The Rock Garden (2,340m) takes about one hour to reach from the waterfall and is an incredible spot of rocks and bonsai-like trees. Numerous, large, weathered stones are spread out over a large area, and many of these large rocks are so peculiar in shape that it is incredible to think that they have not been sculpted by somebody. One looks like an animal about to leap forward; another resembles a cartoon cartoon with a cheeky expression, others are simply weirdly abstract. All around are pitcher plants – Murud is apparently home to 7 different species in total. If you look back down the trail you should be able to see some of the more prominent roofs of the buildings at Church Camp, and Batu Linanit peak to the left of that. It is a great place to take photographs but if possible get to the summit first and take you photos on your way back down.
The summit is just 30 minutes beyond the Rock Garden. Just before the summit, the trail re-enters boggy forest briefly before re-emerging in an opening just below the little top with three large boulders and the obligatory summit signs. There is a very deep crevice between two of the summit boulders so do take care. If the sky is cloud-free then you should have a wonderful view towards Batu Lawi and also to the Bario valley in the distance. In exceptionally clear weather Kinabalu can be seen but it is unlikely at lunchtime (you need an extra day to allow a night camping here for early morning views but as previously mentioned there are very few suitable camping spots). At night the lights of the Brunei coastline can apparently be seen.
There’s a blue sign ‘Buduk Murud’ at the very top, several rusting fuel drums and an ammunition box left by the British Army near the summit. There is also a metal memorial plaque to Dr Judson Sakai Tagal, a greatly respected local doctor and politician who died in a helicopter crash in the Murud area in 2004.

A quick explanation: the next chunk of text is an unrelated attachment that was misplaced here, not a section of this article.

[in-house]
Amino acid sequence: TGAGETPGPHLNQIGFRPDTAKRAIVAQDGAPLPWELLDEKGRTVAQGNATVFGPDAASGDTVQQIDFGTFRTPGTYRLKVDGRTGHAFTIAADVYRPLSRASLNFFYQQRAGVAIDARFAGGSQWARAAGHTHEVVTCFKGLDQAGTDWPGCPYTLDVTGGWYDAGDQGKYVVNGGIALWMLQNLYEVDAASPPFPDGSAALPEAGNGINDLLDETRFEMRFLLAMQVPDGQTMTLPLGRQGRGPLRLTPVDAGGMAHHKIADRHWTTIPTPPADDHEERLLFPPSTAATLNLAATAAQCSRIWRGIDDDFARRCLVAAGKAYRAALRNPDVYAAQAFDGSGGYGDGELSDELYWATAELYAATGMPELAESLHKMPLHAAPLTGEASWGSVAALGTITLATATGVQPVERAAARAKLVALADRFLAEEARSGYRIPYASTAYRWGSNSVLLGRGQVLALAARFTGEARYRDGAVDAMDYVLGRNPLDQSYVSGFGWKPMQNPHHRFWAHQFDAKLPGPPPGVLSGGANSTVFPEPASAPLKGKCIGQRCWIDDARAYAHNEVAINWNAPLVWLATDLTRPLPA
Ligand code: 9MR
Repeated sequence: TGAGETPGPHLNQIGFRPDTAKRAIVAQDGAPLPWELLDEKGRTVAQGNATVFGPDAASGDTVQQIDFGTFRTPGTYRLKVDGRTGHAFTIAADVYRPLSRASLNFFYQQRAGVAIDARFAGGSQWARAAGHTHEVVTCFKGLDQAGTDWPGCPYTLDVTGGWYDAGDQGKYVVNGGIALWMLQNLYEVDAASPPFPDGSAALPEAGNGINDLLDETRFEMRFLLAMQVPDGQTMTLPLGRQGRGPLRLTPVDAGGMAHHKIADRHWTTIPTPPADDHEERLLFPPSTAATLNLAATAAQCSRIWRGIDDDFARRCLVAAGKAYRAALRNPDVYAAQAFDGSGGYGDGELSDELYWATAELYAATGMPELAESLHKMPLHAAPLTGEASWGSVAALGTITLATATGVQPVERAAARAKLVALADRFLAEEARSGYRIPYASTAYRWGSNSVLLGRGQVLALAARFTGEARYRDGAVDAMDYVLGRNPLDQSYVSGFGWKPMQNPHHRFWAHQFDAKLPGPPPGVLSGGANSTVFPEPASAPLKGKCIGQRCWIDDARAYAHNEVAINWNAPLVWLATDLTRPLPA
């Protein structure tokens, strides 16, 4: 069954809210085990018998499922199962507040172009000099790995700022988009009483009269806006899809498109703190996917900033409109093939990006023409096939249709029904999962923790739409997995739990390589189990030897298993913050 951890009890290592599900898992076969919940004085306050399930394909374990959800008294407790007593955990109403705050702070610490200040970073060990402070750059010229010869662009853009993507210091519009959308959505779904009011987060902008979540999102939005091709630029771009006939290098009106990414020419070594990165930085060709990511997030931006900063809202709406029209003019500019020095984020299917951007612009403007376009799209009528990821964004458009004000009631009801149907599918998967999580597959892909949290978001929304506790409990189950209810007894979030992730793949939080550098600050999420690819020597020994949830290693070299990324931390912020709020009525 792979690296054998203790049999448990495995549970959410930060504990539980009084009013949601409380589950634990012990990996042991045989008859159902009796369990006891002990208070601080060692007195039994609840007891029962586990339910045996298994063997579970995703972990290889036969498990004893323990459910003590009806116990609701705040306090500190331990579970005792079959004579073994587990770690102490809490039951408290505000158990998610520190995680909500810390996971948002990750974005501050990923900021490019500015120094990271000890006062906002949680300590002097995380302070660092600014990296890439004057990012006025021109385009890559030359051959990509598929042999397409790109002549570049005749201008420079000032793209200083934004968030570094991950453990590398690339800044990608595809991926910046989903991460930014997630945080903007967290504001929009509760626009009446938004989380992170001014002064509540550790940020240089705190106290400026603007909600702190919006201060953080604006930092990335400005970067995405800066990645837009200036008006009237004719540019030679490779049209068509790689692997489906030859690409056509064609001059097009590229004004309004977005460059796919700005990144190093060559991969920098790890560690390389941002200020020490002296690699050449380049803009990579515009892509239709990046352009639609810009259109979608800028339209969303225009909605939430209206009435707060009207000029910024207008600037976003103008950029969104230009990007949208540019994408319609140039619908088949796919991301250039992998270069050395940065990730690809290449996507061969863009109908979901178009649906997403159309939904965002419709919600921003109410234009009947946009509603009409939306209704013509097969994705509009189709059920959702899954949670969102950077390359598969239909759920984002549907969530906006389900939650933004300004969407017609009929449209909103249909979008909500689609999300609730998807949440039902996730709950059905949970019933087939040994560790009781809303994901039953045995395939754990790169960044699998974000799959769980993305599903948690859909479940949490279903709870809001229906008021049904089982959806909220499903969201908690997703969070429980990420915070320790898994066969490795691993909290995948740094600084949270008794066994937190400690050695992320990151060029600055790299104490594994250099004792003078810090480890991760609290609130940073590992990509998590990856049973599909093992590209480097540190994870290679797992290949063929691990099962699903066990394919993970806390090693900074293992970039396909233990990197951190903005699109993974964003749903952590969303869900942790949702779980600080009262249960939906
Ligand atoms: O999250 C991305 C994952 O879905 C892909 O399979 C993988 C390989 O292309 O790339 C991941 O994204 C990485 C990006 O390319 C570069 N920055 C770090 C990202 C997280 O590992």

A lesser peak just a couple of hundred metres away is just 15 metres or so lower ( approximately 2,408m).
From the summit it’s approximately 3-4 hours back down to Church Camp the same way you came up.
Day 3 – Church Camp to Ba’kelalan (4-5 hours or 8-10 if not using 4WD)
Although most hikers reach the summit of Murud during the often hazy late morning or early afternoon and therefore miss the finest views from the top, Day 3 offers the perfect chance to get some great photos just after sunrise from Batu Linanit. Back to Batu Linanit from Church Camp is only around 40-50 minutes, so if you set out shortly after 6am you should be back up there to enjoy the views over distant valleys as the early morning mists swirl over the distant ridges of both Sarawak and Kalimantan.
And then back along to Joy Bridge and back down to Lepo Bunga should take most hikers 2.5 to 3.5 hours. If you have your driver waiting there you should be back in Ba’kelalan by lunchtime for a well-earned meal and rest.
Bagging information by Dan Quinn (June 2018)
Starting from Bario (4 days and a tent usually required):
Day 1 – Bario (or Pa Lungan) to Long Rapbun.
This is a long day that some guides will try to make you split into two by way of an overnight stay at a longhouse in Pa Lungan. Assuming you fly in to Bario on a morning flight, I would recommend either ensuring with your guide that you can cover the distance from Bario to Long Rapbun the following day or else make your way to Pa Lungan the day that you arrive from Miri. Pa Lungan is apparently the best place for guides on the Bario side of the mountain but they may be busy when you arrive if you have not made arrangements in advance. Pa Lungan is also home to a megalithic site called Batu Ritung which is worth visiting if possible.
Allow 5-6 hours from Bario to Pa Lungan. This trek goes via Pa Ukat. 30 minutes beyond Pa Ukat take a right at the fork in the trail. It makes sense to aim for a lunch stop in Pa Lungan. 30 minutes beyond Pa Lungan you will reach an abandoned airstrip. The trail follows to the left of it. From this point watch out for leeches on your footwear and legs. The pitcher plant Nepenthes Stenophylla and rhododendrons grow in this area. The trail leads steeply up to a ridge and then down the other side to Long Rabpun. Rafflesia have been reported on this section of trail. In total it should take 5-6 hours from Pa Lungan to Long Rapbun, therefore 10-12 hours in total for Day 1 (unless you can arrange transport to Pa Lungan from Bario, or else stay in Pa Lungan the previous night). Long Rapbun is the site of a former longhouse attacked and used as an Indonesian army shelter. This shelter is often used by local hunters and lies on the banks of Pa’ Dabpur river. It has a bamboo roof so you should be able to manage without a tent however the roof may be in bad condition so best bring at least a tent sheet.